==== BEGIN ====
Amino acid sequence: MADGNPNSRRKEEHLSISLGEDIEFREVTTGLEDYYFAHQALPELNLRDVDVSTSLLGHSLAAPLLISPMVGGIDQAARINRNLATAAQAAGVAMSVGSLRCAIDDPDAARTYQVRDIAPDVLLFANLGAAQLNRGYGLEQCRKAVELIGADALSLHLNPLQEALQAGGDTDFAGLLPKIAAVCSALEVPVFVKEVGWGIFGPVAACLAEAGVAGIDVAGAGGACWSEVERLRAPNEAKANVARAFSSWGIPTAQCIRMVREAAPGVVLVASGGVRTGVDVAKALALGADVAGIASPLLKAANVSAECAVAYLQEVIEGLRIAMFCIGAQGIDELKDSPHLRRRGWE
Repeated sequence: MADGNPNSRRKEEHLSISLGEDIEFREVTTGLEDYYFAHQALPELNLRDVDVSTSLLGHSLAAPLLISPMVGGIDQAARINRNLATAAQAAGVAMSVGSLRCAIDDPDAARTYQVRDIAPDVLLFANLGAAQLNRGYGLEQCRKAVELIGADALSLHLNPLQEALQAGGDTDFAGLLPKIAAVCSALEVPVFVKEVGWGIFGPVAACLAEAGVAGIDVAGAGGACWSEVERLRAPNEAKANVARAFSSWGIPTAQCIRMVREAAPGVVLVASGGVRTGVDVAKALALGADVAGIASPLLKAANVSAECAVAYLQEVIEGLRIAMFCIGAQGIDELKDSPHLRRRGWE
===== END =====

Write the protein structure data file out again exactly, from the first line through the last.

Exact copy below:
Amino acid sequence: MADGNPNSRRKEEHLSISLGEDIEFREVTTGLEDYYFAHQALPELNLRDVDVSTSLLGHSLAAPLLISPMVGGIDQAARINRNLATAAQAAGVAMSVGSLRCAIDDPDAARTYQVRDIAPDVLLFANLGAAQLNRGYGLEQCRKAVELIGADALSLHLNPLQEALQAGGDTDFAGLLPKIAAVCSALEVPVFVKEVGWGIFGPVAACLAEAGVAGIDVAGAGGACWSEVERLRAPNEAKANVARAFSSWGIPTAQCIRMVREAAPGVVLVASGGVRTGVDVAKALALGADVAGIASPLLKAANVSAECAVAYLQEVIEGLRIAMFCIGAQGIDELKDSPHLRRRGWE
Repeated sequence: MADGNPNSRRKEEHLSISLGEDIEFREVTTGLEDYYFAHQALPELNLRDVDVSTSLLGHSLAAPLLISPMVGGIDQAARINRNLATAAQAAGVAMSVGSLRCAIDDPDAARTYQVRDIAPDVLLFANLGAAQLNRGYGLEQCRKAVELIGADALSLHLNPLQEALQAGGDTDFAGLLPKIAAVCSALEVPVFVKEVGWGIFGPVAACLAEAGVAGIDVAGAGGACWSEVERLRAPNEAKANVARAFSSWGIPTAQCIRMVREAAPGVVLVASGGVRTGVDVAKALALGADVAGIASPLLKAANVSAECAVAYLQEVIEGLRIAMFCIGAQGIDELKDSPHLRRRGWE